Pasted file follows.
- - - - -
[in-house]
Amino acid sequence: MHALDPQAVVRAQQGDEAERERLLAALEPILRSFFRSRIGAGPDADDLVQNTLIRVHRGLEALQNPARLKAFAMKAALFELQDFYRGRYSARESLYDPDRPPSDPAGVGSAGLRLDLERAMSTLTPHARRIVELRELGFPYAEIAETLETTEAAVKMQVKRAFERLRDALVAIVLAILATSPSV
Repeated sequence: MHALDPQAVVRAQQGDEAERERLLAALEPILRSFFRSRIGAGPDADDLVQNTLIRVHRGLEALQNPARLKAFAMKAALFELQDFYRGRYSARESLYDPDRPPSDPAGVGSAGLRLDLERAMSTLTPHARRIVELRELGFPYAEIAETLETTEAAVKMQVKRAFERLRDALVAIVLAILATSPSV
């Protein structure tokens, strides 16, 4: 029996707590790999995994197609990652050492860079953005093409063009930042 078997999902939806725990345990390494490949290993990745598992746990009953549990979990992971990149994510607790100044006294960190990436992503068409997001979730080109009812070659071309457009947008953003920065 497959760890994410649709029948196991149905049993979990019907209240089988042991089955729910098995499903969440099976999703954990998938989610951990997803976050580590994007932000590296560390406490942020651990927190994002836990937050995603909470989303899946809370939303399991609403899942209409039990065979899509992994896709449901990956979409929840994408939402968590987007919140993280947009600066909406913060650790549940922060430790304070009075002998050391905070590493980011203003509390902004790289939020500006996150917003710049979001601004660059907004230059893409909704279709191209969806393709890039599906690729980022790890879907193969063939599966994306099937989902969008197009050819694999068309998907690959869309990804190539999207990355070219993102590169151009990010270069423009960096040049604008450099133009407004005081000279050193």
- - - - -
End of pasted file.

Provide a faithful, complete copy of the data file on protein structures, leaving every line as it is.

[in-house]
Amino acid sequence: MHALDPQAVVRAQQGDEAERERLLAALEPILRSFFRSRIGAGPDADDLVQNTLIRVHRGLEALQNPARLKAFAMKAALFELQDFYRGRYSARESLYDPDRPPSDPAGVGSAGLRLDLERAMSTLTPHARRIVELRELGFPYAEIAETLETTEAAVKMQVKRAFERLRDALVAIVLAILATSPSV
Repeated sequence: MHALDPQAVVRAQQGDEAERERLLAALEPILRSFFRSRIGAGPDADDLVQNTLIRVHRGLEALQNPARLKAFAMKAALFELQDFYRGRYSARESLYDPDRPPSDPAGVGSAGLRLDLERAMSTLTPHARRIVELRELGFPYAEIAETLETTEAAVKMQVKRAFERLRDALVAIVLAILATSPSV
């Protein structure tokens, strides 16, 4: 029996707590790999995994197609990652050492860079953005093409063009930042 078997999902939806725990345990390494490949290993990745598992746990009953549990979990992971990149994510607790100044006294960190990436992503068409997001979730080109009812070659071309457009947008953003920065 497959760890994410649709029948196991149905049993979990019907209240089988042991089955729910098995499903969440099976999703954990998938989610951990997803976050580590994007932000590296560390406490942020651990927190994002836990937050995603909470989303899946809370939303399991609403899942209409039990065979899509992994896709449901990956979409929840994408939402968590987007919140993280947009600066909406913060650790549940922060430790304070009075002998050391905070590493980011203003509390902004790289939020500006996150917003710049979001601004660059907004230059893409909704279709191209969806393709890039599906690729980022790890879907193969063939599966994306099937989902969008197009050819694999068309998907690959869309990804190539999207990355070219993102590169151009990010270069423009960096040049604008450099133009407004005081000279050193």